FIG. 2 shows a preferred implementation of each individual logic gate. These logic gates comprise an N-channel CMOS transistor T1 and a P-channel CMOS transistor T2. These transistors are connected in parallel between node N (representing one of the nodes shared by two resistors) and the common point P. An inverter INV drives the gate terminal of one of said transistors (such as T2) while the direct signal from the decoder drives the gate terminal of the other transistor (such as T1). The gate terminal of the transistor T1 and the input of the inverter are connected together at circuit enable node CE so as to form the control terminal of the gate which corresponds to the respective decoder output E1-E8 of FIG. 1.

When the signal of control terminal CE makes a transition from low to high, the transistors T1 and T2 will become conductive turning on the logic gate. When the signal of control terminal CE makes a transition from high to low, the transistors T1 and T2 will become non-conductive turning off the logic gate. Of course, the reverse gate response can be obtained by simply coupling the inverter to the gate of transistor T1 instead of the gate of transistor T2 as shown.

An alternative arrangement is shown in FIG. 3, wherein the logic gates can be arranged in parallel with the individual resistor elements. A decoder (not shown) drives the control terminals of the gates in order to short-circuit one or more of the resistor elements R1-R8. In this case, it may be possible to simultaneously close one or more gates. Accordingly, all permutations of resistors in the set {R1, R2, . . . Rn} are available for selection in such an arrangement. Thus, the range of obtainable resistance values in this embodiment is wider since all the additive combinations of the resistor elements are possible.

In another embodiment of the invention, the resistor elements R1-R8 are connected in parallel rather than in series, as shown in FIG. 4. Logic gates G2-G8 are arranged in series to each resistor, with the possible exception of the first resistor. It is possible for the circuit to possess a gate G1 (not shown) placed in series with resistor R1 if so desired. Logic gates G2-G8 are controlled by the outputs of a decoder (not shown). In this manner, all the parallel combinations of two or more desired resistor elements can be obtained.

The invention can also utilize passive components such as capacitors. FIG. 5 illustrates another embodiment wherein a plurality of capacitor elements C1-C8 are connected in series and corresponding logic gates G1-G8 are connected in the same manner as in FIG. 1. FIG. 6 shows an embodiment which is similar to network in FIG. 3 except capacitor elements replace resistor elements. Likewise, in FIG. 7 the capacitor elements are connected in an arrangement similar to the network shown in FIG. 4. Many of the remarks previously made for resistors in the prior embodiments are valid for capacitors in these embodiments.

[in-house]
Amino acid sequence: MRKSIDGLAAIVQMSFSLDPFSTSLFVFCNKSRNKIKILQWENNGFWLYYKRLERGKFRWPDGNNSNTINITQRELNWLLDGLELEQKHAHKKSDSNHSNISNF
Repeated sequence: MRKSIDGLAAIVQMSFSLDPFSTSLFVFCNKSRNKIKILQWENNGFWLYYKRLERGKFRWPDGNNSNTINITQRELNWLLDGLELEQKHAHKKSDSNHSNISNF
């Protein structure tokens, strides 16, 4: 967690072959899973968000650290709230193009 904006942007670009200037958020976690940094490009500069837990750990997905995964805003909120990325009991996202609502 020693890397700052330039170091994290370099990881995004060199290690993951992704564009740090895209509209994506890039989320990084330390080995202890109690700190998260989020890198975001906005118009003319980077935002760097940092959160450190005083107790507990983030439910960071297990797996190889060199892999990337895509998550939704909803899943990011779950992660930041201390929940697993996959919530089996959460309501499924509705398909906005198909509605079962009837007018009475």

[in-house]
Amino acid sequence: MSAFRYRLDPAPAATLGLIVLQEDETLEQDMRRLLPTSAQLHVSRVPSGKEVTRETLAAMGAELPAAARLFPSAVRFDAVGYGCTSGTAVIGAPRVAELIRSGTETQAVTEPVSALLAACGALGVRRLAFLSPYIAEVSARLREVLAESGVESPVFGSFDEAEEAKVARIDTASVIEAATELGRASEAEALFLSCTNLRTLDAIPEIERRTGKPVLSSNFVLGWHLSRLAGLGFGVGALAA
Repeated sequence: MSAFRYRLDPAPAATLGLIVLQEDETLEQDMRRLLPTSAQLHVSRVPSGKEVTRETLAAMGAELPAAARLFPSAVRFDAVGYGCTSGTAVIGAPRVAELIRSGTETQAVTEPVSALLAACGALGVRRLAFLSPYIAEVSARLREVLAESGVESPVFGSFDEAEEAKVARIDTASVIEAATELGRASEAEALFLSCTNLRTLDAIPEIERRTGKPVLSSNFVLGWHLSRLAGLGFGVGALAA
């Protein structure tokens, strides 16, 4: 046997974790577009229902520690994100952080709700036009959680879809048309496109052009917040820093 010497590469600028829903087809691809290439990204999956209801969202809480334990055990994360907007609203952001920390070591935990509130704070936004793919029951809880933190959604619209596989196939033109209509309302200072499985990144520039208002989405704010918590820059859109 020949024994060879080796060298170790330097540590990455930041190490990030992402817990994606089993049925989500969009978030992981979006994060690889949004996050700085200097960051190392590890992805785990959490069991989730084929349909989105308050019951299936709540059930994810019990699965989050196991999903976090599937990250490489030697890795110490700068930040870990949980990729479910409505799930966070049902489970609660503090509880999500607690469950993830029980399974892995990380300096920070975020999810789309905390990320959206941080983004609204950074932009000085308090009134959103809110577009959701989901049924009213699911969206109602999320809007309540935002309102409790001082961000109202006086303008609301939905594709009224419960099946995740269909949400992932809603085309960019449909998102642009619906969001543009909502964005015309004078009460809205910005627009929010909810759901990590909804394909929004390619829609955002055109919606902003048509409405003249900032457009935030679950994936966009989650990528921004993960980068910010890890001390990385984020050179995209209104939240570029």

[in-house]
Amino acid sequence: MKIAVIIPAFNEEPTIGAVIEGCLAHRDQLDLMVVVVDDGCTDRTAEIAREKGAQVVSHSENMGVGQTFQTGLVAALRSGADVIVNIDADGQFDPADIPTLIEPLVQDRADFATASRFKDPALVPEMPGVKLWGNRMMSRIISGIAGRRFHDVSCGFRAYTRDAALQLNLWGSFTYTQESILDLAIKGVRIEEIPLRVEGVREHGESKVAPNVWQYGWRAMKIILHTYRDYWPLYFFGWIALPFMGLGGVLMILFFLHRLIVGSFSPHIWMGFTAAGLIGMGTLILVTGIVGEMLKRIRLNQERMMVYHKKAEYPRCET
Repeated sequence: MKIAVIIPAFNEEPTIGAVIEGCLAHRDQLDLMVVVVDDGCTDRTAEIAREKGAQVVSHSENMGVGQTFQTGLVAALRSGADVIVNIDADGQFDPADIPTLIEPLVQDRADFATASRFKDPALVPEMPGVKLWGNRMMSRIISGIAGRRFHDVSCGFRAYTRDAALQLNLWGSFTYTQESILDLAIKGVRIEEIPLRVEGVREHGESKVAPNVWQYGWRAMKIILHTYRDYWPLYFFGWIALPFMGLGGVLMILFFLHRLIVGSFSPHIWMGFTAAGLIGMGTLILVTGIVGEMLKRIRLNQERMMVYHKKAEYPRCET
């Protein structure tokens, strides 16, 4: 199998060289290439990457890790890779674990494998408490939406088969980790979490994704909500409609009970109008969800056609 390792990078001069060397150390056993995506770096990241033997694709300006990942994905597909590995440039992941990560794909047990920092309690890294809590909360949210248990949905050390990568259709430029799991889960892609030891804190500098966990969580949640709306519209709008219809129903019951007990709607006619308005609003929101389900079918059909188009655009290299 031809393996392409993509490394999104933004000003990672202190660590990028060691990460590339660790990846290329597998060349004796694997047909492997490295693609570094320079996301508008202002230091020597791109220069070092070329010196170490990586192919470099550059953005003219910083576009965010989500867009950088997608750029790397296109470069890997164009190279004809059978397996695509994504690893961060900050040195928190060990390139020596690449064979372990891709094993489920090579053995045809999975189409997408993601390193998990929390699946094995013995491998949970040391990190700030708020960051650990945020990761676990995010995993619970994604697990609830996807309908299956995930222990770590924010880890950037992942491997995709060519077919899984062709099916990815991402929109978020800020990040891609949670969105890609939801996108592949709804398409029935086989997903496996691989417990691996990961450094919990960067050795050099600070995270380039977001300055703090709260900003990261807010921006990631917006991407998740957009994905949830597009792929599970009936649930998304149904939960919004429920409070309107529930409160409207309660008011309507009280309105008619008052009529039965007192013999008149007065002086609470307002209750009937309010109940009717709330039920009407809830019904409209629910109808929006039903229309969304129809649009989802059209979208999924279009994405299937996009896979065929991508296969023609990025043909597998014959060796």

It will be appreciated that the combined values of resistor elements or capacitor elements in a network can be derived from formulas that are well known in the art. For example, the passive component represented by a network of series resistor elements is the simplified equivalent circuit of a single resistor whose value equals the arithmetic sum of the values of the resistor elements. The equivalent circuit of resistor elements in parallel is determined by solving the equation in which the reciprocal of the value of the equivalent resistor equals the sum of the reciprocals of the values of the resistor elements connected in parallel. Similar formulas can be used for determining the equivalent circuit or combined value of capacitor elements in parallel or in series, respectively.

Although all the examples provided contain eight individual passive elements (resistors or capacitors) for the sake of uniformity in description, the number of elements can be chosen arbitrarily according to the required precision. Furthermore, it is possible to combine a series arrangement of passive elements with a parallel arrangement of passive elements to adapt the circuit to the particular requirements of the integrated circuit.

Claims

1. An integrated circuit having a trimmable passive circuit component adjustable to achieve a precise target value, comprising:

a decoder having N inputs and M outputs, M being related to and exceeding N;
a plurality of gates, said gates being coupled to and controlled by said M outputs;
a network of series-connected passive elements connected to provide said target value for the passive circuit component, one of said passive elements being coupled to a first node, each one of said gates connecting one or more passive elements between said first node and a second node, wherein a predetermined number of passive elements of said plurality of passive elements are capable of being connected in series between said first node and said second node according to a predetermined set of signals to the inputs of said decoder to provide said target component value precisely;